"Let There Be Rock" is the fourth studio album by Australian hard rock band AC/DC, released in March 1977. All songs were written by Angus Young, Malcolm Young and Bon Scott.
"Let There Be Rock" was also the last AC/DC recording to feature bassist Mark Evans, who previously played on "T.N.T." (1975) and "Dirty Deeds Done Dirt Cheap" (1976).
Powerage is the fifth studio album by Australian hard rock band AC/DC, released in May 1978. It is also AC/DC's fourth international studio album. All songs were written by Angus Young, Malcolm Young, and Bon Scott.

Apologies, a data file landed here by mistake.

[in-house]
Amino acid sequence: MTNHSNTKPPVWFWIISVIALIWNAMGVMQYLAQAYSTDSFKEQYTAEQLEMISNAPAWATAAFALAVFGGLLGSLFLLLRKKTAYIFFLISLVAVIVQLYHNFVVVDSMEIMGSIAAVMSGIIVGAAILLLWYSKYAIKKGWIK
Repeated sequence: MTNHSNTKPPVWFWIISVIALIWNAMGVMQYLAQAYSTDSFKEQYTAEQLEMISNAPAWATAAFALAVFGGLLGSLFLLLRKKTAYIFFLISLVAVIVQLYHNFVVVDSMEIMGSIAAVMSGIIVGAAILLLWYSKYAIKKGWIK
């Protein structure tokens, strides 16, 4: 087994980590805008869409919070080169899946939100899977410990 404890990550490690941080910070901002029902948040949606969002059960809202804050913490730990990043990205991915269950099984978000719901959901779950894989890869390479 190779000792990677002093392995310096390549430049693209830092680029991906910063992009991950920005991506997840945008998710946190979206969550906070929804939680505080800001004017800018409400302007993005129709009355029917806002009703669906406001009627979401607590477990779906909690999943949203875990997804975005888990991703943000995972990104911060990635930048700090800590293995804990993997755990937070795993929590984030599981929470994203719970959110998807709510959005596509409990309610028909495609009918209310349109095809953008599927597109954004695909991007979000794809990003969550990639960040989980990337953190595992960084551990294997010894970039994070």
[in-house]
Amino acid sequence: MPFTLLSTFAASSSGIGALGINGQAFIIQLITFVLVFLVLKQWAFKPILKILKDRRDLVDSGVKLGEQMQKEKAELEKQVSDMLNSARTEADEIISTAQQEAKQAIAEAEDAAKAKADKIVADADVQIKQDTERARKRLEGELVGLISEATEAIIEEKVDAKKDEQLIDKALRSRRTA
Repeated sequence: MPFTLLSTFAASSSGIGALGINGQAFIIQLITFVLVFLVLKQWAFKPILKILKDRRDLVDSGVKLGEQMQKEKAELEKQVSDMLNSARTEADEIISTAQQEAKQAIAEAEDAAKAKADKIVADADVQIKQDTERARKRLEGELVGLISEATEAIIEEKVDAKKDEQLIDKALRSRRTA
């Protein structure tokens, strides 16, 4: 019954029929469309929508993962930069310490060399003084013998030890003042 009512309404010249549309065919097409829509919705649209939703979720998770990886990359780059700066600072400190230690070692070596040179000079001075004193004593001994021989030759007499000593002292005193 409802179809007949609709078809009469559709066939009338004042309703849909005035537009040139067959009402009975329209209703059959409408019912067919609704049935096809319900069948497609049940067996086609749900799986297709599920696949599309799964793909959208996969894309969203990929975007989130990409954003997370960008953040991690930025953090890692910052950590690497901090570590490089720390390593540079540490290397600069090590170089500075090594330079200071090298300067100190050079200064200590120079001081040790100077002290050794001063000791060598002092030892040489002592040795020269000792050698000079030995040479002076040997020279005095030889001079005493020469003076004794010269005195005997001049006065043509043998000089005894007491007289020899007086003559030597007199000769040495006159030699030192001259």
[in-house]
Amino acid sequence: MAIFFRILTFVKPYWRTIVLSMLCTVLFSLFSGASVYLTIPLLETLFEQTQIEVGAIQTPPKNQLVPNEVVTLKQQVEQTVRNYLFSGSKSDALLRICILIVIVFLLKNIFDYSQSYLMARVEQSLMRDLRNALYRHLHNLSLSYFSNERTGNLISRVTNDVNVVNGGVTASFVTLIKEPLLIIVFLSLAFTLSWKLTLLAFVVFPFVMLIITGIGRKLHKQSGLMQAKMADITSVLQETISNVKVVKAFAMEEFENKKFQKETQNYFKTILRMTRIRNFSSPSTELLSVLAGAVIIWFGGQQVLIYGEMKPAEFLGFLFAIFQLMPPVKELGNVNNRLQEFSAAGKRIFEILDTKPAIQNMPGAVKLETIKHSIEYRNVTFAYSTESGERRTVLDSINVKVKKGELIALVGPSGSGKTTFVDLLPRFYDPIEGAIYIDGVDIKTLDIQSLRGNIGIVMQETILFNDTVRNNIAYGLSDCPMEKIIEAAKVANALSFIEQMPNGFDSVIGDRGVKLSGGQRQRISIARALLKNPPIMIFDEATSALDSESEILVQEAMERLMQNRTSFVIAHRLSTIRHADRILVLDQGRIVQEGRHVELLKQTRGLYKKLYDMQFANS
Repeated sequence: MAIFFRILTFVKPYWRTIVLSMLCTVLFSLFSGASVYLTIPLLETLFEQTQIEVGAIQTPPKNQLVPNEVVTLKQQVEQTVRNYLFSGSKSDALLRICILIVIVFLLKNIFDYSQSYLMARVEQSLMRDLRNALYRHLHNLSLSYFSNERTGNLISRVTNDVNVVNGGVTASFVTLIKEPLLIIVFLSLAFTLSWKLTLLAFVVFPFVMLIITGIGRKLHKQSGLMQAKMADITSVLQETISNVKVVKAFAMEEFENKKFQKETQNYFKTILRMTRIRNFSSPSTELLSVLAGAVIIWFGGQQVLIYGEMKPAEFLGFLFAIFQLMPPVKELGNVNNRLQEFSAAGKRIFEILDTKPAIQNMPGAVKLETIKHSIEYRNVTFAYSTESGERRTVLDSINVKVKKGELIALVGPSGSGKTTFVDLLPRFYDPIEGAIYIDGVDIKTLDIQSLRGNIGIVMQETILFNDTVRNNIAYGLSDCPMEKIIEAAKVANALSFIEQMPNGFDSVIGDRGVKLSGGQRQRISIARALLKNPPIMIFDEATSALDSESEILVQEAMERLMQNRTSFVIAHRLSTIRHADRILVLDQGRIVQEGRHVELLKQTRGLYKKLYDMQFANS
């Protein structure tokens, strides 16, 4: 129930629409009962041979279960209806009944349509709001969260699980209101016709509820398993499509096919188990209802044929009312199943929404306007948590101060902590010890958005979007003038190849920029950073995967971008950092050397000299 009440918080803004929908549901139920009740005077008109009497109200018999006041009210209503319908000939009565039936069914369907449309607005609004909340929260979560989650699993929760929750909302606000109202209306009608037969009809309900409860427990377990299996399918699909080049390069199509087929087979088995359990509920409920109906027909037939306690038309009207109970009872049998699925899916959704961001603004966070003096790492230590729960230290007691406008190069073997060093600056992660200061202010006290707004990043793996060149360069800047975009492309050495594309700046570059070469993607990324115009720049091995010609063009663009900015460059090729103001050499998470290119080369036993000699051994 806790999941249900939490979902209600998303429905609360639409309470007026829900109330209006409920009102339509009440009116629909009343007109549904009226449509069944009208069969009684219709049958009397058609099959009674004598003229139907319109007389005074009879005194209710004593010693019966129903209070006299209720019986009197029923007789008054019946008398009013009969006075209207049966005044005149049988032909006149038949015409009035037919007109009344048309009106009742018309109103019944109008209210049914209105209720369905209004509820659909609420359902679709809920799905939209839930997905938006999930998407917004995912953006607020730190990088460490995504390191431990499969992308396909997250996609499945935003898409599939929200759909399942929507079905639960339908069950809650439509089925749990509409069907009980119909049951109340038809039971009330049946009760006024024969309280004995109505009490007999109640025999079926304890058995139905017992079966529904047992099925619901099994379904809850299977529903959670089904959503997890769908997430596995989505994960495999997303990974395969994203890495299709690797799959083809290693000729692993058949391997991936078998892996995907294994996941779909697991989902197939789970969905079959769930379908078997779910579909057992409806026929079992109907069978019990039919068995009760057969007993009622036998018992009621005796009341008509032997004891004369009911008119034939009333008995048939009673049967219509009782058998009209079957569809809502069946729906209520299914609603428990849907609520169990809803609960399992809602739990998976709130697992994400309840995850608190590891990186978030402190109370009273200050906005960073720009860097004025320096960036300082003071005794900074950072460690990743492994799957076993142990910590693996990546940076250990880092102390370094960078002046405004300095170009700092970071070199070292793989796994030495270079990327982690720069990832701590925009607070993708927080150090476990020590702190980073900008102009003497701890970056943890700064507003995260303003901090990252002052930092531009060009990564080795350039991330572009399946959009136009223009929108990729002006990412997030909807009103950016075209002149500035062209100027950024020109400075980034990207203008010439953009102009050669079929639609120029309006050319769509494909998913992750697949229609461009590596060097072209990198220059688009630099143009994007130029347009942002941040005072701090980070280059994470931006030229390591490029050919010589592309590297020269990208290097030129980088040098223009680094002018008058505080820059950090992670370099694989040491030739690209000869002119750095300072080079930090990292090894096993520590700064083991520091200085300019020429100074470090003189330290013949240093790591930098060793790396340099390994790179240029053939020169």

from allmusic: Originally unveiled in December 1975, TNT was the second AC/DC album released in their native Australia, but is often overlooked outside the Land Down Under because its best tracks were later combined with those from the band's first domestic album, High Voltage, for reissue as their international debut from 1976 — also entitled High Voltage. Confused? That's actually quite understandable, since the songs culled from TNT also formed the backbone of that international release, including the entire, flawless first album side, made up of such all-time classics as "It's a Long Way to the Top," "Rock 'n' Roll Singer," "The Jack," and "Live Wire." TNT's B-side was nearly as formidable: boasting both of those Australian album title tracks — the proto-punk crunch of "T.N.T." and the suitably electrifying "High Voltage" — as well as a much-needed remake of the group's very first single, "Can I Sit Next to You Girl," recorded two years earlier with original singer Dave Evans. All three also made it into the international edition of High Voltage, and as for the two tracks that did not: one was concert favorite, "Rocker," which would be duly unearthed for the Dirty Deeds Done Dirt Cheap LP, a short time later; and the other was a reverential but not exactly life-altering cover of Chuck Berry's "School Days," which eventually surfaced on the Bonfire box set. In other words, TNT, though largely lost to ancient history, was a stellar album in its own right, and especially crucial in that it marked AC/DC's definitive break with their now seemingly heretical glam rock inclinations, in order to embrace the blue collar hard rock hat would forever after be their trademark.